Saturday, 4 February 2012

Glorious Mud

Greetings from Manchester, which is presently sitting underneath about an inch of snow.
Today started a little too early for my liking. It was still dark and I couldn’t wake myself up. I was due to catch the 8.20am train from Euston, but some kind of derailment near Bletchley yesterday meant it had been cancelled. I went to speak to the bloke at the information desk, who helpfully told me that I’d need to catch the 8.40 instead. “If you’d arrived with enough time, you could have caught the 8am.” “But I was booked onto the 8.20 train, why would I have turned up to the station with enough time to catch the 8 o’clock?” “I’m just saying for the next time.” “But I didn’t know the train was cancelled. I hope there won’t be a next time.” “But if you'd turned up early you'd have had a choice!” “Perhaps you might refrain from saying that to the next person" I said "It’s really not helpful, and it's actually quite irritating.” His lips went to lemon and his eyes went to half. A homosexual will usually out himself if crossed...

The train steamed north through frost-bitten countryside. Lonely horses in fields seemed to be wondering why the grass had suddenly gone all cold and crispy. Somewhere in the Midlands the train ran parallel with a canal for some time. For mile after mile it was frozen solid. It was such a romantic English view; barges with smoking chimneys, ducks and moorhens skating on the ice. I was instantly taken back to my childhood.

The bloke opposite me smelt of aftershave and stale beer. He told his mate he’d been out on a bender the night before, and was terribly hung-over. I think the motion of the train was making matters worse, because at about 9.30am, he cracked open three cans of beer and polished them off in half an hour. As he opened the third, he said “last one... until six tonight” rather proudly. And I wondered what his life expectancy was...

The woman opposite was screaming at her embarrassed children, who eventually had to tell her to be quiet. Her response was somewhat draconian; “don’t tell me to shut up, Caitlin unless you want pepper in your mouth.” I don't know why I found the threat quite so shocking - probably because it's a punishment that actually happens. Whatever next? Vinegar in the eyes?

We spent the late morning and early afternoon on the Hattersley estate with June and her son Charlie. I was very proud of June who’d obviously worked really hard on her song. Charlie took us on a tour of Hattersley as the snow began to swirl. We visited underpasses covered in graffiti, strange demolished buildings nestling under enormous pylons and Baptist churches in prefabricated buildings. Hattersley never ceases to amaze me, not least because for much of our journey we were accompanied by the sound of a ice cream van! Only the Mancunians would buy ice cream in a blizzard! Charlie also brought our attention to a weird box in the eaves of the local Co-op which emits a crazy irritating sound at a frequency that apparently only younger ears can hear. It’s designed to prevent groups of young people gathering en masse. Charlie said the sound used to really irritate him, but now, at the age of 20, he can only just hear it. I could hear it incredibly faintly, but it was the kind of sound that would probably really get under the skin. It’s probably also the reason why all the dogs I’ve seen tied up outside the shop do nothing but bark!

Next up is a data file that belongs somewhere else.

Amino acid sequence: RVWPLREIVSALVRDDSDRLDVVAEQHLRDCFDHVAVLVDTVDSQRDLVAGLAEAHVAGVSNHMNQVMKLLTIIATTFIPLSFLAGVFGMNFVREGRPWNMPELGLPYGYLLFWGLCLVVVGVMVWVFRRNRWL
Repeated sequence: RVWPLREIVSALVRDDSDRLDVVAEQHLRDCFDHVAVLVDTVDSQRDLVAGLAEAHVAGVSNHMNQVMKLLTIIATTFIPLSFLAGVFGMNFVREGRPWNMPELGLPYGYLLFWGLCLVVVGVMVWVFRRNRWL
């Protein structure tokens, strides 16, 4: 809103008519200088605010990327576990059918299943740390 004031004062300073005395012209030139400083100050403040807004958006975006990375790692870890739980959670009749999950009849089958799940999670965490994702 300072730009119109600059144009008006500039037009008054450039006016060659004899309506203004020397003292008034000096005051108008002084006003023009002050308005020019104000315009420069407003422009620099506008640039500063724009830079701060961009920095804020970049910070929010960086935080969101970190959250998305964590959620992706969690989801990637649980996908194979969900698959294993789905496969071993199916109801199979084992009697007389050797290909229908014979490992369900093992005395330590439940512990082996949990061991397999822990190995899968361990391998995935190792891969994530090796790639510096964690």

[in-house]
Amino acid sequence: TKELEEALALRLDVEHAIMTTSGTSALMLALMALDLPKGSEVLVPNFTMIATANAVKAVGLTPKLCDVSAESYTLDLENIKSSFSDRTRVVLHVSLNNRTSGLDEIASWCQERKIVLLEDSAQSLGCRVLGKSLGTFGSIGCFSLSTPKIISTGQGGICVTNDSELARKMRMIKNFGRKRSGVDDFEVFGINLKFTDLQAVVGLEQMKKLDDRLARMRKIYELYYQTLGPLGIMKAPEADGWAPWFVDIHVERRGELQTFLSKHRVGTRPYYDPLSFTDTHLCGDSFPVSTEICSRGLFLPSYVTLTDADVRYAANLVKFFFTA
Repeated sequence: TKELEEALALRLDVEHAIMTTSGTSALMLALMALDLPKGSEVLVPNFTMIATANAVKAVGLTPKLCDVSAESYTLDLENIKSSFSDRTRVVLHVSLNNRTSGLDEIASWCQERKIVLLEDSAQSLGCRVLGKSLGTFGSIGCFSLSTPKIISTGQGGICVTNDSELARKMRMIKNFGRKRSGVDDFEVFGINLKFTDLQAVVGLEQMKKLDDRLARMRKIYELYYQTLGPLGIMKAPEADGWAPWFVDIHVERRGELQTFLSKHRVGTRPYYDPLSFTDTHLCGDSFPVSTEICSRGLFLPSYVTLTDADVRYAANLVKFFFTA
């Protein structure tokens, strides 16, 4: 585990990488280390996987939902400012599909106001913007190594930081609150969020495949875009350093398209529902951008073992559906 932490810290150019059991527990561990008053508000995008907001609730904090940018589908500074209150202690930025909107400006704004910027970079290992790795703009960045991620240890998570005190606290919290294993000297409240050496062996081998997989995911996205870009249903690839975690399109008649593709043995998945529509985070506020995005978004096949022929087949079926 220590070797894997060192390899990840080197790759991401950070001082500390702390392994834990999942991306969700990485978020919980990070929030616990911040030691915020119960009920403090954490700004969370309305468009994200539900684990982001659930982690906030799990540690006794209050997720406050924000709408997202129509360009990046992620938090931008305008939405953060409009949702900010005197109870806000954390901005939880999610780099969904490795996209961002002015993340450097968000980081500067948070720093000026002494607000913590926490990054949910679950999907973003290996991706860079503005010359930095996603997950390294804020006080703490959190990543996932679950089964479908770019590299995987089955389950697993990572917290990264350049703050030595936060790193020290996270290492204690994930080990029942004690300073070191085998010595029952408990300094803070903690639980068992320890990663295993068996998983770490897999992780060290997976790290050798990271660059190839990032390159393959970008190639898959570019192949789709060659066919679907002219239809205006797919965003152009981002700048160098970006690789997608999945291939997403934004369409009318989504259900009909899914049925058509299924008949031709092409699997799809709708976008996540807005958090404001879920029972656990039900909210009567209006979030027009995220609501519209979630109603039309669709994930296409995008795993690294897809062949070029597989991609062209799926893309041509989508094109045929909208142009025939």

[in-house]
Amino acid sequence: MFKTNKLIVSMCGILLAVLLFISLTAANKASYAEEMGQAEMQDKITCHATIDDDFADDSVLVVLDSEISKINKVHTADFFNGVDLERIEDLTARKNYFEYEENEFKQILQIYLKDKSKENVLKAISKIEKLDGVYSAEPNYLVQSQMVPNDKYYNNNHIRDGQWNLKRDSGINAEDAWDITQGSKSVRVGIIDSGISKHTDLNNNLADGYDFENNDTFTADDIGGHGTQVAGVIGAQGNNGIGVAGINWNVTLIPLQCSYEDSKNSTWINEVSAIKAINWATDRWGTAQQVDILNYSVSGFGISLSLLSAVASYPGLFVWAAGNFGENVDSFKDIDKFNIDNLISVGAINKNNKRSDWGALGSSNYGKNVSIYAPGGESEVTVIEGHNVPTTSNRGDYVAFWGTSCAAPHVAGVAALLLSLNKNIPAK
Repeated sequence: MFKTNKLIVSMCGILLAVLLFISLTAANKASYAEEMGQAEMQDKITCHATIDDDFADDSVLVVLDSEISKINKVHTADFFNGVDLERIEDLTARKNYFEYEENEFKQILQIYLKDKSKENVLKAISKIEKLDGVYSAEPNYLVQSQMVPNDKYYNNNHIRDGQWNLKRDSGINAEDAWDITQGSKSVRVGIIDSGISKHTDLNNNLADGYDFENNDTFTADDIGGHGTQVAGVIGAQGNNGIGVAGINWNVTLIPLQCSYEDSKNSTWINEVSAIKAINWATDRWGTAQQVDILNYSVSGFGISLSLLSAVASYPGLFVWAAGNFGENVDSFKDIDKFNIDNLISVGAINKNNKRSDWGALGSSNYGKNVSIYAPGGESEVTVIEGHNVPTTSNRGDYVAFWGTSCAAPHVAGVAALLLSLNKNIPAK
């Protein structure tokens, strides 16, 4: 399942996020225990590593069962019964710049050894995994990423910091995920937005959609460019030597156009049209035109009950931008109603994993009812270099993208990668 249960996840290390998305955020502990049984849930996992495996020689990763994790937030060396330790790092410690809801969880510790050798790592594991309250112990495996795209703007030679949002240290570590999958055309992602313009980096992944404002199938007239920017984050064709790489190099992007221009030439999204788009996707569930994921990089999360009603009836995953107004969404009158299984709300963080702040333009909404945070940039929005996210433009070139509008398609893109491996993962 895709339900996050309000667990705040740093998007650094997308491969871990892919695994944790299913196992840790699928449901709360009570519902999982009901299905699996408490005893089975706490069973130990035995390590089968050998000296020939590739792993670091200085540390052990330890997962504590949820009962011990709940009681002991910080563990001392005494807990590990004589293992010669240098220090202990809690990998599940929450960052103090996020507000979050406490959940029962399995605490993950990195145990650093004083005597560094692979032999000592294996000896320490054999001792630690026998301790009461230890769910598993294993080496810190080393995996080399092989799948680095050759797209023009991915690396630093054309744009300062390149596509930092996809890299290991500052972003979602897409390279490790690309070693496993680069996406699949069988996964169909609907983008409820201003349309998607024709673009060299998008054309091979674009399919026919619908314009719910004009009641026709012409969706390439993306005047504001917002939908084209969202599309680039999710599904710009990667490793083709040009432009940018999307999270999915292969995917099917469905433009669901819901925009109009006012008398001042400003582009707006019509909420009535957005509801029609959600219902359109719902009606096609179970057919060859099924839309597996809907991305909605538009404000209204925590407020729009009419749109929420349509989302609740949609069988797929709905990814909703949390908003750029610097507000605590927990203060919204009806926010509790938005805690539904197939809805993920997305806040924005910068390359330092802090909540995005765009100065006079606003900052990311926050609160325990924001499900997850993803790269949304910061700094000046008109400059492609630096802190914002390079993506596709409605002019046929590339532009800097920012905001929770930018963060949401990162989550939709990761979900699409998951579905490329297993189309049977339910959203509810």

At one stage we visited a building site, and I stood on a raised pile of earth to take a photograph. It immediately gave way, and my feet sank knee deep into a pile of incredibly soggy mud which left my shoes looking like they’d been shat on by an elephant. We went back to June’s house, and I sat on the step with a dish cloth and a bowl of water trying to clean them up. June gave me a couple of freezer bags to put over my socks and I left looking a little eccentric, but feeling dry!

350 years ago, Pepys went to his friend Lord Crew’s house, where he met a Northamptonshire vicar called Benjamin Templar, who he described as an ingenious man and a person of honour. Templar was a man of the world, and talked about dim and distant lands (probably Italy) where fiddlers were hired by farm hands during the harvest season to play for those with the, probably mythical disease, Tarantism, where those who had been bitten by the wolf spider were said to need to dance frenetically to avoid death by the spider’s venom. Hence the tarantella.

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